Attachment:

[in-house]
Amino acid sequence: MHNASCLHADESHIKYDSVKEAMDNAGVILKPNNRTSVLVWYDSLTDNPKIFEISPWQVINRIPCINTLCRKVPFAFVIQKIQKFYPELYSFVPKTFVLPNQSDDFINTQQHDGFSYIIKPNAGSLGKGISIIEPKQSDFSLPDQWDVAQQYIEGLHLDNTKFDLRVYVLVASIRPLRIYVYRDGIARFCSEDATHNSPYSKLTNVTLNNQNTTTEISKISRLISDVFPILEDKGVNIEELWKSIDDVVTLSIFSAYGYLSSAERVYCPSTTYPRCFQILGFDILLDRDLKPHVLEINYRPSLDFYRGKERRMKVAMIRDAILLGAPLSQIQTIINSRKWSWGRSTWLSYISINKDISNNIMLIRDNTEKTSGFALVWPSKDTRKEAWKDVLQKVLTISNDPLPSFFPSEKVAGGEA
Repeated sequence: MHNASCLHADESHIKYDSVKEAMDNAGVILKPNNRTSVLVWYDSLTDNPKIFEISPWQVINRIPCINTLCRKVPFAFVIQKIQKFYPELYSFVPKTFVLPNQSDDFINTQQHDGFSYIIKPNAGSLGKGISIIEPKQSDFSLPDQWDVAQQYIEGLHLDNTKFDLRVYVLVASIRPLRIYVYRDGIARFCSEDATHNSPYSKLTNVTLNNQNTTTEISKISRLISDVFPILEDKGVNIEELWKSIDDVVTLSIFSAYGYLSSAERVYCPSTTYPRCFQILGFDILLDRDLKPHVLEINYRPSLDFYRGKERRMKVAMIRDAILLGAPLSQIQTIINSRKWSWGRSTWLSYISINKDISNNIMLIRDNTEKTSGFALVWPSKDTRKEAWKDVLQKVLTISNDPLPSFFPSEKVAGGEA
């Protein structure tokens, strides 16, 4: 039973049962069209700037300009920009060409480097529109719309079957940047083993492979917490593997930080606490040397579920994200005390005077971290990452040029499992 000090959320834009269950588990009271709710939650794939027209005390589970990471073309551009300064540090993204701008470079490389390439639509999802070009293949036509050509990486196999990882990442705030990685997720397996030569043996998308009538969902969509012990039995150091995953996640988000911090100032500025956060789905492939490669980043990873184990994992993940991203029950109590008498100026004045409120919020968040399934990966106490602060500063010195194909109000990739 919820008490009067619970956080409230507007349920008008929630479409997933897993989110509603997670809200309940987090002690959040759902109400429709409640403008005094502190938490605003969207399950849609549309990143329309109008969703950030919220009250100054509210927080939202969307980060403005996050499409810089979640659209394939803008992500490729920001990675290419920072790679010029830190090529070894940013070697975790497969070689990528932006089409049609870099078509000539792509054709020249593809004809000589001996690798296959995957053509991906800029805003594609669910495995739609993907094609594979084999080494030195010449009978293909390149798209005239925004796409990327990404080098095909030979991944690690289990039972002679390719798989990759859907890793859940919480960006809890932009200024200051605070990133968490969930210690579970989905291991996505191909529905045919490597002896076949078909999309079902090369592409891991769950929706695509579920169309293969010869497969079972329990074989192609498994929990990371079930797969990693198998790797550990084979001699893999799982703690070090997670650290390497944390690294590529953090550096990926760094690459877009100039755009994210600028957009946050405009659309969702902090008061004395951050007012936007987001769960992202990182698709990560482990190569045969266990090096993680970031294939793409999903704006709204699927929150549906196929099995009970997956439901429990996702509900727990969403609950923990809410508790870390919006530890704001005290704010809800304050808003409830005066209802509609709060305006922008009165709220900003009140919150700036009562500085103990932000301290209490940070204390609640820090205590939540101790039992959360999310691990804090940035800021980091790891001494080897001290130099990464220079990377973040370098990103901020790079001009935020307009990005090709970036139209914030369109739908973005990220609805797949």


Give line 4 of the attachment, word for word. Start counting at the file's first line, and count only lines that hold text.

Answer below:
């Protein structure tokens, strides 16, 4: 039973049962069209700037300009920009060409480097529109719309079957940047083993492979917490593997930080606490040397579920994200005390005077971290990452040029499992 000090959320834009269950588990009271709710939650794939027209005390589970990471073309551009300064540090993204701008470079490389390439639509999802070009293949036509050509990486196999990882990442705030990685997720397996030569043996998308009538969902969509012990039995150091995953996640988000911090100032500025956060789905492939490669980043990873184990994992993940991203029950109590008498100026004045409120919020968040399934990966106490602060500063010195194909109000990739 919820008490009067619970956080409230507007349920008008929630479409997933897993989110509603997670809200309940987090002690959040759902109400429709409640403008005094502190938490605003969207399950849609549309990143329309109008969703950030919220009250100054509210927080939202969307980060403005996050499409810089979640659209394939803008992500490729920001990675290419920072790679010029830190090529070894940013070697975790497969070689990528932006089409049609870099078509000539792509054709020249593809004809000589001996690798296959995957053509991906800029805003594609669910495995739609993907094609594979084999080494030195010449009978293909390149798209005239925004796409990327990404080098095909030979991944690690289990039972002679390719798989990759859907890793859940919480960006809890932009200024200051605070990133968490969930210690579970989905291991996505191909529905045919490597002896076949078909999309079902090369592409891991769950929706695509579920169309293969010869497969079972329990074989192609498994929990990371079930797969990693198998790797550990084979001699893999799982703690070090997670650290390497944390690294590529953090550096990926760094690459877009100039755009994210600028957009946050405009659309969702902090008061004395951050007012936007987001769960992202990182698709990560482990190569045969266990090096993680970031294939793409999903704006709204699927929150549906196929099995009970997956439901429990996702509900727990969403609950923990809410508790870390919006530890704001005290704010809800304050808003409830005066209802509609709060305006922008009165709220900003009140919150700036009562500085103990932000301290209490940070204390609640820090205590939540101790039992959360999310691990804090940035800021980091790891001494080897001290130099990464220079990377973040370098990103901020790079001009935020307009990005090709970036139209914030369109739908973005990220609805797949």